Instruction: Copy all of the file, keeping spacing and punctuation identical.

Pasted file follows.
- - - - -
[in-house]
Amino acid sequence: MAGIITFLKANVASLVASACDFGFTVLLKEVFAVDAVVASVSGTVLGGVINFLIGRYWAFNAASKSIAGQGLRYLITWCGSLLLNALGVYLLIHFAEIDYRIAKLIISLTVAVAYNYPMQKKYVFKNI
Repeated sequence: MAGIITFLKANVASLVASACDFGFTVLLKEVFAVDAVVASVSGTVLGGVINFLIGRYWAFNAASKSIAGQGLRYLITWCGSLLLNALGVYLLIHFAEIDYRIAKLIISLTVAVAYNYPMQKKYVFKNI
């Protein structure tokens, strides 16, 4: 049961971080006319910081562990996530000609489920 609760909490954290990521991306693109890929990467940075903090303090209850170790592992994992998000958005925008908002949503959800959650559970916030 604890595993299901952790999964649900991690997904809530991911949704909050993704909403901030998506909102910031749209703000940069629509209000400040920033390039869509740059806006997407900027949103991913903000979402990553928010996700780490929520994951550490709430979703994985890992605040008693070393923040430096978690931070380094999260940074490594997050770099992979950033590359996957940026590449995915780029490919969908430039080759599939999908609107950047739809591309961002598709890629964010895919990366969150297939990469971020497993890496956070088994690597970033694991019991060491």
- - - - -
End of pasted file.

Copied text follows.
[in-house]
Amino acid sequence: MAGIITFLKANVASLVASACDFGFTVLLKEVFAVDAVVASVSGTVLGGVINFLIGRYWAFNAASKSIAGQGLRYLITWCGSLLLNALGVYLLIHFAEIDYRIAKLIISLTVAVAYNYPMQKKYVFKNI
Repeated sequence: MAGIITFLKANVASLVASACDFGFTVLLKEVFAVDAVVASVSGTVLGGVINFLIGRYWAFNAASKSIAGQGLRYLITWCGSLLLNALGVYLLIHFAEIDYRIAKLIISLTVAVAYNYPMQKKYVFKNI
């Protein structure tokens, strides 16, 4: 049961971080006319910081562990996530000609489920 609760909490954290990521991306693109890929990467940075903090303090209850170790592992994992998000958005925008908002949503959800959650559970916030 604890595993299901952790999964649900991690997904809530991911949704909050993704909403901030998506909102910031749209703000940069629509209000400040920033390039869509740059806006997407900027949103991913903000979402990553928010996700780490929520994951550490709430979703994985890992605040008693070393923040430096978690931070380094999260940074490594997050770099992979950033590359996957940026590449995915780029490919969908430039080759599939999908609107950047739809591309961002598709890629964010895919990366969150297939990469971020497993890496956070088994690597970033694991019991060491």